Undergraduate Caitlin Drasher (’17) chose to attend the University of Vermont (UVM) Rubenstein School of Environment and Natural Resources based on its reputation for stellar environmental programs, the smallness of the School, yet the breadth of its research opportunities. As a first-year environmental sciences major, she gravitated to the wildlife side of the environmental field and transferred to the School’s wildlife and fisheries biology program her second semester.
She joined the Wildlife and Fisheries Society student chapter on campus, helped to run chapter events, and took on a leadership role as president of the club her senior year.
“I liked creating volunteer opportunities for younger students and sharing my experiences with them,” said Caitlin, who volunteered to work at the Vermont Fish and Wildlife Department’s deer check stations and organized UVM student volunteers during hunting season. “The hands-on experiences help prepare students for careers and help them decide on a field of interest.”
Under Caitlin’s leadership, the club also volunteered at a turtle nesting habitat restoration at a local beach and the annual Ice Fishing Festival, participated in chickadee banding, and sponsored a four-part seminar series featuring state biologists from the Department of Fish and Wildlife.
A go-getter with no qualms about volunteer work, Caitlin contacted Forrest Hammond, the Vermont State bear biologist, as a first-year student. That summer, in addition to her job as a Vermont state park attendant, Caitlin spent time volunteering on a black bear project with a state field technician from the Vermont Department of Fish and Wildlife.
In the Green Mountain National Forest near her hometown of Manchester, Vermont, Caitlin gained valuable hands-on experience radio-collaring, tracking, and working with sedated bears as part of a project to monitor the impacts of wind power development on bear habitat and movement. A UVM Honors College scholar, she decided, at the recommendation of Forrest Hammond and Tom Rogers, information specialist with Vermont Fish and Wildlife, to turn her black bear work into her senior honors thesis research with thesis advisor Associate Professor Jed Murdoch.
She applied for and received funding from the UVM Office of Undergraduate Research to pursue her thesis research during the summer of her junior year. She examined how different types of roads influence the way that bears are distributed on the landscape, with findings to be used by Vermont Fish and Wildlife.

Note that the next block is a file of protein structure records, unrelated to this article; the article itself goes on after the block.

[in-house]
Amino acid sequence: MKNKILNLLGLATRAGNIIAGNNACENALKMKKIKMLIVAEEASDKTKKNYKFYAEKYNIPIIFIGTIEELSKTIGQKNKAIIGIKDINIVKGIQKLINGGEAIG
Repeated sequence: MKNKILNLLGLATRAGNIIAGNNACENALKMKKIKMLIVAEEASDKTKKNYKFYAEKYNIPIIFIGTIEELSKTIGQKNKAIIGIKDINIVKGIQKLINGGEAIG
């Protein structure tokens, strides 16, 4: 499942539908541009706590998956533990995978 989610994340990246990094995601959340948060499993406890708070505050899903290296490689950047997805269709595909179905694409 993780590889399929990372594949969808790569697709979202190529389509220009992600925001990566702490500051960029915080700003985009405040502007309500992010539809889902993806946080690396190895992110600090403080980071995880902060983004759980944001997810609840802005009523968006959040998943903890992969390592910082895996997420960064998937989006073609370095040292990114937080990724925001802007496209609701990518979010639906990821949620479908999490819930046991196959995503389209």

The summer of her sophomore year, Caitlin continued to follow up on her connections with the Vermont Department of Fish and Wildlife and accepted a Rubenstein School Perennial Summer Internship as an outreach and field intern with Department. She worked with Tom Rogers to build a photo database, create infographics, and write a press release. She joined biologists and technicians in the field to band geese, mist net bats, and locate rattlesnake habitat, among other experiences.
"Caitlin has volunteered at practically every public event the Fish & Wildlife Department has held for the past several years, often coordinating other groups of volunteers," said Tom Rogers. "She has worked tirelessly as a field technician on the department’s Searsburg Black Bear Wind Study. Caitlin is the rare volunteer that has attained the training and experience to make meaningful contributions to the work of the department."
For her several years of committed service to the Vermont Department of Fish and Wildlife, Caitlin received a Vermont Campus Compact Engaged Student Award. After graduation, she will share her four years of accrued black bear experience as a wildlife technician with the New York State Department of Environmental Conservation. She will spend the summer helping to manage human-bear conflicts in seven New York counties.
Having successfully defended her honors thesis, Caitlin is considering graduate school after she acquires a couple more years of wildlife work experience. She hopes to continue studying impacts of human development on wildlife, especially large carnivores like black bears.